Refer now to
The front face cover 12 includes an optically transmissive self-supporting rigid sheet of transparent acrylic plastic 16 which is suitably connected, for example, by adhesive or fasteners such as screws to the open mouth 13 of the rear sign enclosure element 14. While signs of any size can be made, the transparent plastic element 16 typically has a thickness of about ⅛ inch and a width often of about 6-12 inches. The outer surface of the acrylic plastic sheet 16 is covered by a reflective layer of paint or film comprising in this case an opaque sheet 18 of diffuse reflective material that allows minimal visible light to pass through it, such as a sheet of plastic film in which particles of light-diffusing material have been dispersed. The side and end edges are covered by a similar material as shown at 24 and 26 since it was found that light which escapes if the edges are not covered by a reflective layer substantially reduces the brightness of the image. An example of one such film is 3M Block-Out Film 3635-22B which is an opaque plastic film in which pigment particles, e.g. TiO2 or other fillers are dispersed. On the inner surface of the sign front face is a layer 23 of a translucent light diffusing plastic film which allows a selected portion of the incident light to pass through it, preferably from about 30-95% and most preferably from about 50-70%, the best being about 60% transmission. One example of a suitable film is 3M Diffuser Film 3635-70 translucent diffuse reflective film. We have found that if the layer 23 transmits over about 95% of the incident light, there is a tendency for bright spots to appear on the face of the sign. However, if it transmits less than 30%, the sign suffers from a lack of brightness. Therefore, providing a diffuse reflective film 23 on the inner surface of the guide 16 that is characterized by allowing less than 95% transmission of incident light alleviates the problem of bright spots at the front of the sign. The most preferred film 23 is reflective translucent plastic film with a misty appearance that can be colorless or colored, e.g. blue, red, green, or any other color. The layers 18 and 23 are conveniently bonded to the acrylic element 10 by pressure-sensitive adhesive (not shown). The diffuse light reflective layer 18 is preferably opaque plastic film filled with light diffusing particles which may reflect as much as 99% of the incident light.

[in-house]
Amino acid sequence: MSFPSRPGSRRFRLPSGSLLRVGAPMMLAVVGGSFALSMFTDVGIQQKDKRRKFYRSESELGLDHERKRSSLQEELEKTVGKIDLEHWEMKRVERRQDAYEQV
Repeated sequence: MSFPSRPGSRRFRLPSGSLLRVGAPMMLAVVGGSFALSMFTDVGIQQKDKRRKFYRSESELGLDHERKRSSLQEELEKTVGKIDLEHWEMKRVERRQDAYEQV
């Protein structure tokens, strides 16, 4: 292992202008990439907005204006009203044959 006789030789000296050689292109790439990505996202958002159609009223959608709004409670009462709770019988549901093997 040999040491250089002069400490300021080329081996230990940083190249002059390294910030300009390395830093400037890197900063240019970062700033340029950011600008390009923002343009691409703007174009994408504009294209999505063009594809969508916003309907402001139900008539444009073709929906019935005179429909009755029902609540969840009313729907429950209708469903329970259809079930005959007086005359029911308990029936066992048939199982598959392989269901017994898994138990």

On the outside of the layer 18 is an opaque coating or film 20 that is provided with one or more openings 28 shaped to form letters, numbers, or other symbols to permit light that is channeled through the light guide 16 to be emitted where light is to be visible. The lower layer 23 has an optional opening at 25. The opening 28 is preferred to be offset from opening 25. Although the diffusing film 23 is clear plastic that contains light-diffusing particles, it appears translucent when viewing an object placed directly behind it. The diffusing film 23 can have additional light-diffusing particulate material, e.g. TiO2 particles or other particles dispersed within it provided the particulates allow light to pass through the film. If a color effect is desired, the layer 23 can be formed from a colored plastic material such as a red, blue, or yellow light-diffusing plastic film. Colored films, however, may reduce the brightness of the sign.
Coated on the inside surface of the rear sign enclosure element 14 is a diffuse light reflective layer 19 (